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Check out our 2013 Holiday Gift Guide, win some awesome gadgets!
Our 2013 Holiday Gift Guide is in full swing - we are adding our recommendations daily, aimed at men, women, teens, families, techies, and more. If you need help figuring out what to get the people in your life, head on over to our Guide for some ideas. We’ll even be giving away some of the items featured this year!
From what we can see, Translogic has gotten its hands on some sick modes of transportation. This, by far, has got to be the most creative and, shall we say, natural way, to get a Volkswagen New Beetle moving. The Beetle, also known as the Geneco Bio Bug, runs on human waste, though that might sound crude, there's more to it than you might think. It runs on something they refer to as biogas, a mixture of methane and carbon dioxide. Check the video above, shot on location at the Wessex Water waste treatment plant in England, to see what the poop-powered Beetle is all about.
Read More | AutoBlog
With the decline of the economy, the automakers took a huge hit in the United States. One could only wonder what outcome of such events would be. Looking past the rollercoaster economy, bailouts, and scandals, consumers have benefited the most as it pertains to the automotive industry by way of increased miles per gallon. As the economy slowly picks itself outta the dump, consumers are slowly returning to the market for new vehicles.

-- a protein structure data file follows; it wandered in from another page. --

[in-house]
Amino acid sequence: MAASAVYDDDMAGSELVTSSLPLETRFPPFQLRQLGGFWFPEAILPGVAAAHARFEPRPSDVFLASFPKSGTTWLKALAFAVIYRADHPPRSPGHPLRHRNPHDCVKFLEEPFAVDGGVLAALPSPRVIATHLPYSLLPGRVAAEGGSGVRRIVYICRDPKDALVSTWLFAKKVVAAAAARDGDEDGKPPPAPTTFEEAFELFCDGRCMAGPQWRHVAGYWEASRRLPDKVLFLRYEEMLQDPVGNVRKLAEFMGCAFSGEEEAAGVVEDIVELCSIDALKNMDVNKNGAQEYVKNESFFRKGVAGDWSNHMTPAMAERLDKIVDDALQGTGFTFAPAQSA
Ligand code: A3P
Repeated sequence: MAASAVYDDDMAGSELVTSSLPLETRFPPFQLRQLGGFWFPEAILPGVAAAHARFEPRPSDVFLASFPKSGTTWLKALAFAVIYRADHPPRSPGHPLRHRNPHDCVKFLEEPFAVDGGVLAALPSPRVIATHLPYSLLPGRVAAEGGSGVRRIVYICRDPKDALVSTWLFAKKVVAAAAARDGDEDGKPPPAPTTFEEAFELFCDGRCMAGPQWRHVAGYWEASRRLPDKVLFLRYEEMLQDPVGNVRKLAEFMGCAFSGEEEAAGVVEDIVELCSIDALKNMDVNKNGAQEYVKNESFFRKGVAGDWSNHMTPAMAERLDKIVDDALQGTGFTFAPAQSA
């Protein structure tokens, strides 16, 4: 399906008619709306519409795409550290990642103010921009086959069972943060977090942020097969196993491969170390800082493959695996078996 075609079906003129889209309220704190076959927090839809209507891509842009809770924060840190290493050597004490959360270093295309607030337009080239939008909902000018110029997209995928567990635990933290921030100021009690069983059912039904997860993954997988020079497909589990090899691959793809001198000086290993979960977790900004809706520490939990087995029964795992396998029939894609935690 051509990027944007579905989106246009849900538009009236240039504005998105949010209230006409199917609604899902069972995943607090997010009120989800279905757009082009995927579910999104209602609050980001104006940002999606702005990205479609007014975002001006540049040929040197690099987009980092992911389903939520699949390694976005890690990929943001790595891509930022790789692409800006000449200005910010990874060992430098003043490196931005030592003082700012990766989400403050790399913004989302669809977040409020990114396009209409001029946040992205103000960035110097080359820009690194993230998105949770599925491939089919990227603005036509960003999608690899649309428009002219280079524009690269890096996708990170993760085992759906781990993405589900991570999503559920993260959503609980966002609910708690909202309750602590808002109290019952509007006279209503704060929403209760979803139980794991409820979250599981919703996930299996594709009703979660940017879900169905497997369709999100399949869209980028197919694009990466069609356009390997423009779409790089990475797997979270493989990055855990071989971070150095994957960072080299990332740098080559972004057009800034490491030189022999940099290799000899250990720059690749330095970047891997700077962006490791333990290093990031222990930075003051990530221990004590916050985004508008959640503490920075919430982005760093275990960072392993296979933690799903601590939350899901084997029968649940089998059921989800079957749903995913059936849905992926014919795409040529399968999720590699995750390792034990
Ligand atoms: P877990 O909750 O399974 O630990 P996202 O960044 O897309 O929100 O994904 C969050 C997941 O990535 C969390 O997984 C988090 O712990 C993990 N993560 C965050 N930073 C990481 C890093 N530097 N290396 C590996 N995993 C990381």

Over the past few years, regulations have passed which mandate more MPGs per vehicle. The old average hovered around 18 miles per gallong. Today, the average hovers around 21 miles per gallon, and is expected to reach 34 miles per gallon by 2016 (this being said among light duty vehicles.) However, regulations suggest that manufactures average 54 miles per gallon by the year 2025. Interestlingly, despite these increases, there has been a small decrease in fuel economy in hybrid vehicles.
Hybrids, naturally known for their great fuel economy, have seen an average of 3 miles per gallong decrease since their introduction into the market. However, we suspect that part of the reason for this is due to the larger hybrids that have been introduced into the market, such as the Volkswagen Touareg Hybrid.
Click through to read the full press release, which includes a bunch of interesting figures.
Read More | The Detroit Bureau